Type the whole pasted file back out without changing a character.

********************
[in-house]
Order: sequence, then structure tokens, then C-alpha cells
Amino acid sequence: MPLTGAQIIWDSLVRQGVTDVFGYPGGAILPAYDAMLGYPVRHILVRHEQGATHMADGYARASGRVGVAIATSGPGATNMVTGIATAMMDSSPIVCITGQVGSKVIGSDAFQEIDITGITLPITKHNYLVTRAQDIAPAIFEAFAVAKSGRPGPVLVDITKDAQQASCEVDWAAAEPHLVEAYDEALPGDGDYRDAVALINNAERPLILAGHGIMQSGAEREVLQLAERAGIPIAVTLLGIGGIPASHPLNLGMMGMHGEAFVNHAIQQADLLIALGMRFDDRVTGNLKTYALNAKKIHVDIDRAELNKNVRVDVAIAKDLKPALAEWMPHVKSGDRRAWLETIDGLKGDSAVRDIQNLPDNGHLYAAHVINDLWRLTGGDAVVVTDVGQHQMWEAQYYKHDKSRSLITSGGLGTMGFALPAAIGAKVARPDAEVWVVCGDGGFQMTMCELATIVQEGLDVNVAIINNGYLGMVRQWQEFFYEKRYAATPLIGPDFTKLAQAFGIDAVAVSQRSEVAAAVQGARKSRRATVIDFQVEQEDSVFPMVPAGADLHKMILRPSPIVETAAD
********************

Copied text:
[in-house]
Order: sequence, then structure tokens, then C-alpha cells
Amino acid sequence: MPLTGAQIIWDSLVRQGVTDVFGYPGGAILPAYDAMLGYPVRHILVRHEQGATHMADGYARASGRVGVAIATSGPGATNMVTGIATAMMDSSPIVCITGQVGSKVIGSDAFQEIDITGITLPITKHNYLVTRAQDIAPAIFEAFAVAKSGRPGPVLVDITKDAQQASCEVDWAAAEPHLVEAYDEALPGDGDYRDAVALINNAERPLILAGHGIMQSGAEREVLQLAERAGIPIAVTLLGIGGIPASHPLNLGMMGMHGEAFVNHAIQQADLLIALGMRFDDRVTGNLKTYALNAKKIHVDIDRAELNKNVRVDVAIAKDLKPALAEWMPHVKSGDRRAWLETIDGLKGDSAVRDIQNLPDNGHLYAAHVINDLWRLTGGDAVVVTDVGQHQMWEAQYYKHDKSRSLITSGGLGTMGFALPAAIGAKVARPDAEVWVVCGDGGFQMTMCELATIVQEGLDVNVAIINNGYLGMVRQWQEFFYEKRYAATPLIGPDFTKLAQAFGIDAVAVSQRSEVAAAVQGARKSRRATVIDFQVEQEDSVFPMVPAGADLHKMILRPSPIVETAAD